Review: There Must Be Murder

Jul 22, 2013 by

This review was first posted on Indie Jane in 2011.  We are reposting it as a suggestion for summer reading.  We hope you enjoy!




I have been putting off writing this review for a quite sometime. I actually finished reading There Must Be Murder several weeks ago, and my plan was to get the review written and ready to post all super early and be Little Miss Organized. But I haven’t written it until just now . . . and here is why:


This book absolutely rocks.


Not quite the reason you were expecting, right? So why, if I love the book (and I do), am I finding it difficult to write a review for it? It pretty much boils down to the fact that I want to sound unbiased and scholarly but all I can think to say is:


There Must Be Murder is fun and awesome. Go buy it. The end.


It’s just kind of a little bit too short of review, but I can’t just gush all over the place. Really, people, I don’t want you to lose all respect for me as a reviewer. I’m known for my measured and dry reporting of facts and tepid responses. Um, who am I kidding?


So, my darlings, prepare for gushing.


There Must Be Murder is a sequel to Austen’s Northanger Abbey in novella form. It takes place a year after Henry and Catherine first meet, and follows the newlyweds on their return visit to Bath. While the young married couple is blissfully happy, Bath is still full of social intrigue. There is a certain rake that is paying too much attention to Catherine, a pretty young heiress who may or may not have a past with Henry Tilney, and Henry’s father is considering marrying again! The object of his matrimonial designs is a wealthy widow and there seems to be suspicious circumstances surrounding her late husband’s demise. Of course, Catherine wouldn’t be Catherine if she were not intrigued by this possible mystery.


Also, there are pictures! Yes! Charming sketches depicting all of the main players and scenes drawn by Cassi Chouinard. The wonderful illustrations help set this novella apart and are worth the price of admission (or cost of the book in this case) on their own merit. Luckily for us readers, they are paired with an incredibly well-written and satisfying story!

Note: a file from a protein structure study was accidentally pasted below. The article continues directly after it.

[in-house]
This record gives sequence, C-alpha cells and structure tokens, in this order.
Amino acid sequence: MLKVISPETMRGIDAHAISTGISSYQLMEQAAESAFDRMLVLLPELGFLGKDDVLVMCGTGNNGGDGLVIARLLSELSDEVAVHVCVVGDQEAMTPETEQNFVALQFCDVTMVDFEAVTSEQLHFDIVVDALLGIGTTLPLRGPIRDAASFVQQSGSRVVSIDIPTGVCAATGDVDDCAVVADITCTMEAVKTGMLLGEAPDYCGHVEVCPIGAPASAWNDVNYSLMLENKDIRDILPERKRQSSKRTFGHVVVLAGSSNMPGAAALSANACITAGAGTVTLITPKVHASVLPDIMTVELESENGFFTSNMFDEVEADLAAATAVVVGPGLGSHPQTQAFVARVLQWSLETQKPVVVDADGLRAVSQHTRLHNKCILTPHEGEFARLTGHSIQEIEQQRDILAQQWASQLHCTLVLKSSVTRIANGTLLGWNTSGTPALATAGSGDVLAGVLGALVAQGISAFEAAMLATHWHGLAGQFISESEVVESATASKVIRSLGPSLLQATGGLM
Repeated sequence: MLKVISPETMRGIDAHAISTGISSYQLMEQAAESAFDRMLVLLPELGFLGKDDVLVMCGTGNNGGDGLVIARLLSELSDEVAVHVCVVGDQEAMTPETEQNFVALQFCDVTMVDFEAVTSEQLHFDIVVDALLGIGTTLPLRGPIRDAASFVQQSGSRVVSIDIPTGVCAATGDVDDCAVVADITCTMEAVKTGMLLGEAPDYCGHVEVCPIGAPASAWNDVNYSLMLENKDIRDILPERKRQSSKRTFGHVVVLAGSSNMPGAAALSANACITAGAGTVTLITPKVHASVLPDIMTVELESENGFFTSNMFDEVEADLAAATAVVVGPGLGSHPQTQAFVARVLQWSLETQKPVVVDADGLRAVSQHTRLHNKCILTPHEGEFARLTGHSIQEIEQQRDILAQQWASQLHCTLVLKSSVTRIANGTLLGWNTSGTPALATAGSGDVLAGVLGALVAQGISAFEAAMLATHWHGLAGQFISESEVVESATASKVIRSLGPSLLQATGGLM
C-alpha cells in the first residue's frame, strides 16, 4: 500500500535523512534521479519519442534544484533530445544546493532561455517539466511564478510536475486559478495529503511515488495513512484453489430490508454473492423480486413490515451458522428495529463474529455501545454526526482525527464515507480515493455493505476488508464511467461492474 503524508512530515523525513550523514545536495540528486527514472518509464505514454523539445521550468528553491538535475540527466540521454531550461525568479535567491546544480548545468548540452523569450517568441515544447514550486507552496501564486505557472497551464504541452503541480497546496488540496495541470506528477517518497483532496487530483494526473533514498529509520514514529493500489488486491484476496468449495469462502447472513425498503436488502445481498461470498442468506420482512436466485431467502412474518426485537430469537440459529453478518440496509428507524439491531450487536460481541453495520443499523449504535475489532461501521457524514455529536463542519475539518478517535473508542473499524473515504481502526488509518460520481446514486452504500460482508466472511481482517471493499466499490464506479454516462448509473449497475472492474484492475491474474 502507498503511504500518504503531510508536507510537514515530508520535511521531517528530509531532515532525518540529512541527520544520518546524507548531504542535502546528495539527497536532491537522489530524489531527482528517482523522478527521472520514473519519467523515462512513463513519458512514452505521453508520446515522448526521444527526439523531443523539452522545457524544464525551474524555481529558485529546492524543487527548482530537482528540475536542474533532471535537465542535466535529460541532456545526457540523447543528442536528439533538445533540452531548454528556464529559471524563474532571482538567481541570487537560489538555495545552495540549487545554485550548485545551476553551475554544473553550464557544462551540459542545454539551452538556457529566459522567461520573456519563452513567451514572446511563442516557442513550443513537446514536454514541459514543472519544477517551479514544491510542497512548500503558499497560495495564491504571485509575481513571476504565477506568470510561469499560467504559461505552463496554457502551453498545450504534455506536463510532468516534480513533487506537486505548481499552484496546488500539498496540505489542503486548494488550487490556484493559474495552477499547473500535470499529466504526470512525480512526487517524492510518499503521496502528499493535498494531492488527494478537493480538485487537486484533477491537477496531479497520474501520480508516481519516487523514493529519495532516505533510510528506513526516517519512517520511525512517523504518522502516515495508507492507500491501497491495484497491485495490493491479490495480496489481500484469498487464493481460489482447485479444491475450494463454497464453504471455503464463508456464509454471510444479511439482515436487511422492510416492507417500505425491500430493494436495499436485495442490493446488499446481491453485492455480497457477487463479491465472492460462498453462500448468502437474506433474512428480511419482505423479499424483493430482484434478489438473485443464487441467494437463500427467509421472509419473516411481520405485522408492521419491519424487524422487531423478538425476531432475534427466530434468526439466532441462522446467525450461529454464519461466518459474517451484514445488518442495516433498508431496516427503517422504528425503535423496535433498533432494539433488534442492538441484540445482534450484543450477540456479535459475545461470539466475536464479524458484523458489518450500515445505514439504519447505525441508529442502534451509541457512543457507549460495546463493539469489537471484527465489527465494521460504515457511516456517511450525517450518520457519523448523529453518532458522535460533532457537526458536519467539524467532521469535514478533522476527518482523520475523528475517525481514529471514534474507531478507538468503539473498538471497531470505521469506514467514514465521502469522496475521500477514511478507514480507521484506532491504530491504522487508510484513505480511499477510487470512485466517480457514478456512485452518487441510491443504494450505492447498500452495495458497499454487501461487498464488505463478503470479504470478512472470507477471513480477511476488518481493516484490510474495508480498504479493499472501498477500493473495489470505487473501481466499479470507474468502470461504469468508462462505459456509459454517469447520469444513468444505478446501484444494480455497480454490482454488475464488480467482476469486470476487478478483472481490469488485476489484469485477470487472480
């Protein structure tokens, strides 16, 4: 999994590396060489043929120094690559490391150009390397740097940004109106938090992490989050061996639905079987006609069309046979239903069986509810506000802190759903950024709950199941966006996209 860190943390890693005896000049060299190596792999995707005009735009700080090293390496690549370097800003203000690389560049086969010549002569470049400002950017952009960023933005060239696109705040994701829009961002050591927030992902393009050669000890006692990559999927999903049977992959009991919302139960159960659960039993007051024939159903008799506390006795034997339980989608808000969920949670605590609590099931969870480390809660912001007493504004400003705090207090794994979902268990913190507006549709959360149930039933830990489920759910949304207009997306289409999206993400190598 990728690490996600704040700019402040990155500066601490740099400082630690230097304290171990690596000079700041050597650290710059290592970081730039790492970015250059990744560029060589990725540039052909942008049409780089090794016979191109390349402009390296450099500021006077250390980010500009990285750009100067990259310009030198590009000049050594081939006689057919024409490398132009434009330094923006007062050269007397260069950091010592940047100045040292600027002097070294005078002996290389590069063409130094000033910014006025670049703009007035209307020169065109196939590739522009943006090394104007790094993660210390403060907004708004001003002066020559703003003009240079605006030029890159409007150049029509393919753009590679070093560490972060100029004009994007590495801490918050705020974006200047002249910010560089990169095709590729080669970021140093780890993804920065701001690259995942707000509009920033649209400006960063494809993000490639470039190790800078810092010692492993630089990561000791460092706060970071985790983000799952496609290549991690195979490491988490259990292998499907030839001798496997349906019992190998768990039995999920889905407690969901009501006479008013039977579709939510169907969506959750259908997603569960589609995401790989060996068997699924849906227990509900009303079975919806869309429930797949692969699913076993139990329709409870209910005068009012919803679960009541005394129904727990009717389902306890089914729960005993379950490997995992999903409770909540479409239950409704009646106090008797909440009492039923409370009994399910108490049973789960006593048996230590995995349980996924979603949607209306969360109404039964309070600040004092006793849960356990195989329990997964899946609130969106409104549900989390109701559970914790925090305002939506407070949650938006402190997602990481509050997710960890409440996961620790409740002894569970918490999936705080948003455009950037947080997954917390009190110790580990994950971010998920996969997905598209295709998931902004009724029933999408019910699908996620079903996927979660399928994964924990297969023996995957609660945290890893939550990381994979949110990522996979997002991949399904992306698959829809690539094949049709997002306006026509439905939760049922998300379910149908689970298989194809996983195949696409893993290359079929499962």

Margaret Sullivan captures the feel of Austen, and the peculiar feel of Northanger Abbey, very well. Her prose is captivating and witty without being over the top or feeling affected. Catherine Tilney has learned much, but she still is young and naive, and it is enjoyable to watch her start to come into her own. Henry is just as charming and clever as he is in Northanger Abbey, and a doting husband to boot. I think Tilney fans will be happy with this representation of their favorite hero.


I really enjoyed There Must Be Murder. My one teensy, tiny complaint is that it was over too soon! Actually, in all honesty, it was the perfect length. The story gets told in a pleasing manner. It is tight, well-paced, true to the characters and to Austen. It is a novella, and it is perfect as such. I was just enjoying myself far too much to want it to end! However, I am very hopeful that we will see longer works in the future by Ms. Sullivan.


This review is getting rather long, so I will sum up:


There Must Be Murder is fun and awesome. Go buy it. The end.



Margaret C. Sullivan is the Editrix of, a compendium of news and commentary about Jane Austen’s work in popular culture. She is the author of The Jane Austen Handbook: A Sensible Yet Elegant Guide to Her World, and contributed to the anthology Jane Austen Made Me Do It. Her latest project is an annotated version of Sense and Sensibility due out this month from Girlebooks/Librifiles. You can also visit Margaret at her personal site Tilneys and Trapdoors.

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